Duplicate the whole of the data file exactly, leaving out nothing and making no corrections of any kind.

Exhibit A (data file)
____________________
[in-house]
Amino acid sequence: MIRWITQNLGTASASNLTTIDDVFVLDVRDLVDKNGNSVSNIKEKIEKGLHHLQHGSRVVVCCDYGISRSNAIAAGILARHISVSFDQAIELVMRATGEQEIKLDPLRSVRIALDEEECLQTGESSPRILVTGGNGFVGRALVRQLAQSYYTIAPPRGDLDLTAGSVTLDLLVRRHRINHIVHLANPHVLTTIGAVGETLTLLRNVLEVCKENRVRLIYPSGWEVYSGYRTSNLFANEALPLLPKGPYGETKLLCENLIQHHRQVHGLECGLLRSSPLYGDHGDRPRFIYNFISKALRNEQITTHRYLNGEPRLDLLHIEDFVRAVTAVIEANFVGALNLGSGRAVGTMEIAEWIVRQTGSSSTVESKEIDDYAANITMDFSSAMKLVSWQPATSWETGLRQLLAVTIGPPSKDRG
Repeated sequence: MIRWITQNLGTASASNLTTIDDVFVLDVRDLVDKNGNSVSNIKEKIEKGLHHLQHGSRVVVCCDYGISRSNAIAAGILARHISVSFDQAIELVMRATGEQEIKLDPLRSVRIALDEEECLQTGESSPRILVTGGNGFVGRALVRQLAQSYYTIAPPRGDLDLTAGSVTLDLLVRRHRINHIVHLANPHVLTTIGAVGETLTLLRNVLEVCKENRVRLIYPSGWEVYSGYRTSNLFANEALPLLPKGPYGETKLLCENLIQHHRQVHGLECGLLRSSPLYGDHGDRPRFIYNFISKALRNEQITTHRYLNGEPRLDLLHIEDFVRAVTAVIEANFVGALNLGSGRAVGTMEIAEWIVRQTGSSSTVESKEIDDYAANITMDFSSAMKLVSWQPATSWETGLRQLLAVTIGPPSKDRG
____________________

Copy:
[in-house]
Amino acid sequence: MIRWITQNLGTASASNLTTIDDVFVLDVRDLVDKNGNSVSNIKEKIEKGLHHLQHGSRVVVCCDYGISRSNAIAAGILARHISVSFDQAIELVMRATGEQEIKLDPLRSVRIALDEEECLQTGESSPRILVTGGNGFVGRALVRQLAQSYYTIAPPRGDLDLTAGSVTLDLLVRRHRINHIVHLANPHVLTTIGAVGETLTLLRNVLEVCKENRVRLIYPSGWEVYSGYRTSNLFANEALPLLPKGPYGETKLLCENLIQHHRQVHGLECGLLRSSPLYGDHGDRPRFIYNFISKALRNEQITTHRYLNGEPRLDLLHIEDFVRAVTAVIEANFVGALNLGSGRAVGTMEIAEWIVRQTGSSSTVESKEIDDYAANITMDFSSAMKLVSWQPATSWETGLRQLLAVTIGPPSKDRG
Repeated sequence: MIRWITQNLGTASASNLTTIDDVFVLDVRDLVDKNGNSVSNIKEKIEKGLHHLQHGSRVVVCCDYGISRSNAIAAGILARHISVSFDQAIELVMRATGEQEIKLDPLRSVRIALDEEECLQTGESSPRILVTGGNGFVGRALVRQLAQSYYTIAPPRGDLDLTAGSVTLDLLVRRHRINHIVHLANPHVLTTIGAVGETLTLLRNVLEVCKENRVRLIYPSGWEVYSGYRTSNLFANEALPLLPKGPYGETKLLCENLIQHHRQVHGLECGLLRSSPLYGDHGDRPRFIYNFISKALRNEQITTHRYLNGEPRLDLLHIEDFVRAVTAVIEANFVGALNLGSGRAVGTMEIAEWIVRQTGSSSTVESKEIDDYAANITMDFSSAMKLVSWQPATSWETGLRQLLAVTIGPPSKDRG